there were some famous  battles among the three kings. There are also
occasions -good and bad- when the  three kings come together as in puRam 367 when
auvaiyAr compares the three kings  to three Vedic fires or when kapilar
advises them in puRam 110 against their  siege of chieftain pAri’s hill. In
puRam 58, kArikkaNNan2Ar praises the  friendship of the Chola king and Pandya
king as following the tradition of the  ancient ones and wishes that they
incise their symbols of tiger and carp  together on the hills of their enemies.
Earlier  scholars like K. B. Pathak (Epigraphia Indica 9.205) have
translated  'trairAjya' in South Indian Sanskrit inscriptions and literary texts as
"the  confederacy of three kings". Pathak quotes a commentary of Adipurana
which  explains trairAjya as meaning "Chola , Kerala and Pandya".  The  fact
that the royal officials of Pandya, and Chola  continued to be given  the
title mUvEntavELAn2 as late as 13th century CE (where the prefix mUvEnta-
refers to the three Tamil kings), almost a millennium after the three kingdoms
ceased to have any semblance of a confederacy, indicates the vestigial
notions that must have been developed during the days of the  confederacy.
Possibly  after the Tamil country comes under the rule of Kalabhras,
iLaGkO, a Chera  prince and the author of cilappatikAram, the famous Tamil epic,
seems to look  back nostalgically at the bygone era of Tamil confederacy and
recreates it in  the actions of ceGkuTTuvan2, the Chera king. In
patiRRuppattu, a Classical Tamil  text dealing with the Chera dynasty, no Chera king is
described as having  incised all three Tamil emblems (carp, bow, and tiger)
on the Himalayas. Only  the bow was incised by a Chera king. iLaGko
incorporates the spirit of puRam 58  and makes ceGkuTTuvan2 incise all three signs.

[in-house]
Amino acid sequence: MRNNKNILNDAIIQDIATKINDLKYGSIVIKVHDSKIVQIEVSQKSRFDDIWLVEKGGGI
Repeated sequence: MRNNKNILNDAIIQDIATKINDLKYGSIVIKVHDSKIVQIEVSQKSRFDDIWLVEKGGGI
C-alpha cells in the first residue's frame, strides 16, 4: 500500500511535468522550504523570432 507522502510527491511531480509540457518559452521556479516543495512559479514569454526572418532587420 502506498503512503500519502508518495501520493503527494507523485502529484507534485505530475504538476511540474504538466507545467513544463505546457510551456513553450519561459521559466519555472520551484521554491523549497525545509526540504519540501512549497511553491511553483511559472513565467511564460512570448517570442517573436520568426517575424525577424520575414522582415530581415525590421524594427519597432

There are other features  in the text which shows that iLaGkO presents a
unified Tamil nation  and ceGkuTTuvan2 as representing a Tamil ‘confederacy.’

Kamil  Zvelebil calls cilappatikAram “the first consciously national work
of Tamil  literature, the literary evidence of the fact that the Tamils had
by that time  attained nationhood.” Actually this view should be revised to
state that it was  the last outpouring of the longing for a nation of Tamils
ruled in common  by the three kings, which had ceased to exist much earlier.
Thereafter,  the Pandyas and Cholas seem to have ruled as Pandyas and
Cholas and not as  Tamils sharing a common Tamil realm (even though they
patronized Tamil (along  with Sanskrit) and Velvikkudi plates praise a post-Kalabhra
Pandya king as  having incised the carp, tiger, and bow emblems on a tall
mountain). Also, when  periyapurANam 4169.1 composed by the minister of
Kulottunga Chola II of  12th century CE mentions “mUvEntar  tamiz vazagku
nATTukku appAl” (“beyond the country where Tamil of the three  kings is prevalent”
), we again seem to see a vestigial reference to the  earlier confederacy
ruling over the common Tamil nation.
S.  Palaniappan